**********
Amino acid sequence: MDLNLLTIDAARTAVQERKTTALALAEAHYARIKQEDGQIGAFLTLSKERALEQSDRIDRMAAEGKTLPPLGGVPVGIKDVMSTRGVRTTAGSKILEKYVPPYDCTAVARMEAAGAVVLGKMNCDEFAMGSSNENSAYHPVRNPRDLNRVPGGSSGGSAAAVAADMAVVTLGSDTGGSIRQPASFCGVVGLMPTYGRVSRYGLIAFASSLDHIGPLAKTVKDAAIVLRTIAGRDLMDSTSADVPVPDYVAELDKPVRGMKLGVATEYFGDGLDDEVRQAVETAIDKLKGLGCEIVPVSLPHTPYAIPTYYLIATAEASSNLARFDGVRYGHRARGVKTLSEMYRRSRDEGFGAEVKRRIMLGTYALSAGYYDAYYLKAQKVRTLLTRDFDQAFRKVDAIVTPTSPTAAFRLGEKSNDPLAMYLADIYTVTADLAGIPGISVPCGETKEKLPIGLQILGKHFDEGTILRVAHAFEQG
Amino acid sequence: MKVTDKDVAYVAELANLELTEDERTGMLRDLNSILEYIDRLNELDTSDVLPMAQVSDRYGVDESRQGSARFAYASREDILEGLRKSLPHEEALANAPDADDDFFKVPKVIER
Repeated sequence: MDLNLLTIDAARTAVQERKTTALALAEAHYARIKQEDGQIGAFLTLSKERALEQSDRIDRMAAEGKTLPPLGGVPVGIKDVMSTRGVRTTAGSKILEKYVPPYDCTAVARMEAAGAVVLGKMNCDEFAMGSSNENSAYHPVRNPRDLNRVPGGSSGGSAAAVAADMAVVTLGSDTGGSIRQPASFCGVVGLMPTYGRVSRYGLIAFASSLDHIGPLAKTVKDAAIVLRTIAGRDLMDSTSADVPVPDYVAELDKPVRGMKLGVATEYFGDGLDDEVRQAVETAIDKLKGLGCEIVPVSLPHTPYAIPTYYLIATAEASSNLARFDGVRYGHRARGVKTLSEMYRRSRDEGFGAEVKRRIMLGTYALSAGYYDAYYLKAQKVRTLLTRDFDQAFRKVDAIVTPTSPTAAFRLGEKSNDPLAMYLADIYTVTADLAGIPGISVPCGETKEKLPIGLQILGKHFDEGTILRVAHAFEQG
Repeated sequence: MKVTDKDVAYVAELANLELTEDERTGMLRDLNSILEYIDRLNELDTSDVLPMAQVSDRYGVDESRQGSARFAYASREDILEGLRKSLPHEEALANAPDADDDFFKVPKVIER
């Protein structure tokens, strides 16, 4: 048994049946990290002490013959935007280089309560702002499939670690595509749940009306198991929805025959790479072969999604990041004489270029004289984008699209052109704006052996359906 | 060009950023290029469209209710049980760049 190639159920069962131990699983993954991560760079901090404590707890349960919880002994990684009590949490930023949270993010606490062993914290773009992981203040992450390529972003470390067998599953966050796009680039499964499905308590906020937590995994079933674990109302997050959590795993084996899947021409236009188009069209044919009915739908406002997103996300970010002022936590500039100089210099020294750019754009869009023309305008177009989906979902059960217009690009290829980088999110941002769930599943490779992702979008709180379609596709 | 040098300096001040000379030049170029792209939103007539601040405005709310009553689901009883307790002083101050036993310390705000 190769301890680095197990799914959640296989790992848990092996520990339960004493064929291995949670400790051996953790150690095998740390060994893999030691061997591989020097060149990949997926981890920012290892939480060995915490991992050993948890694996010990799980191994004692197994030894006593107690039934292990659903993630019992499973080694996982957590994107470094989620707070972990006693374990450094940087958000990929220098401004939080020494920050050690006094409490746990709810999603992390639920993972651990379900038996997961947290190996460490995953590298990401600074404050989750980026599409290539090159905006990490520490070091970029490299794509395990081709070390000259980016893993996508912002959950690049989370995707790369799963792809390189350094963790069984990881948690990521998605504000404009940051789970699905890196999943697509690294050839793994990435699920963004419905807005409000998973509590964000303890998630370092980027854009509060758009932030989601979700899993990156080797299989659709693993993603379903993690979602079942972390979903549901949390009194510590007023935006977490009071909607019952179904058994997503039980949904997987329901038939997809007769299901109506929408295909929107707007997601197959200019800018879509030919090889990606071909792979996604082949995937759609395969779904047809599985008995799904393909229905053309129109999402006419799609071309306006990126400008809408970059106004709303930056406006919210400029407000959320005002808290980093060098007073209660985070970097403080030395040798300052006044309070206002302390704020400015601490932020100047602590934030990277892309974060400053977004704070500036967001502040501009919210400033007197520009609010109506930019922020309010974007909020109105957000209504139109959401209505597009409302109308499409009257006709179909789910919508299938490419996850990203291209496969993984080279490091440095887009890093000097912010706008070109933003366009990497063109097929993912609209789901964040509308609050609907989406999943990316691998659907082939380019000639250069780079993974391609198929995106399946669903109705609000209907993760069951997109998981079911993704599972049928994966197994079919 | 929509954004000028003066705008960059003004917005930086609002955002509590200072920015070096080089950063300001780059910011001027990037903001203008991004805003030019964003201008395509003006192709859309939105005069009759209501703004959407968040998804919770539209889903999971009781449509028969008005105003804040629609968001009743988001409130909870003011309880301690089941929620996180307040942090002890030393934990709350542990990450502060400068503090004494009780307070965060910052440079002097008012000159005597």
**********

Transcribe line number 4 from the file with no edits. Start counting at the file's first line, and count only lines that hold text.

Repeated sequence: MKVTDKDVAYVAELANLELTEDERTGMLRDLNSILEYIDRLNELDTSDVLPMAQVSDRYGVDESRQGSARFAYASREDILEGLRKSLPHEEALANAPDADDDFFKVPKVIER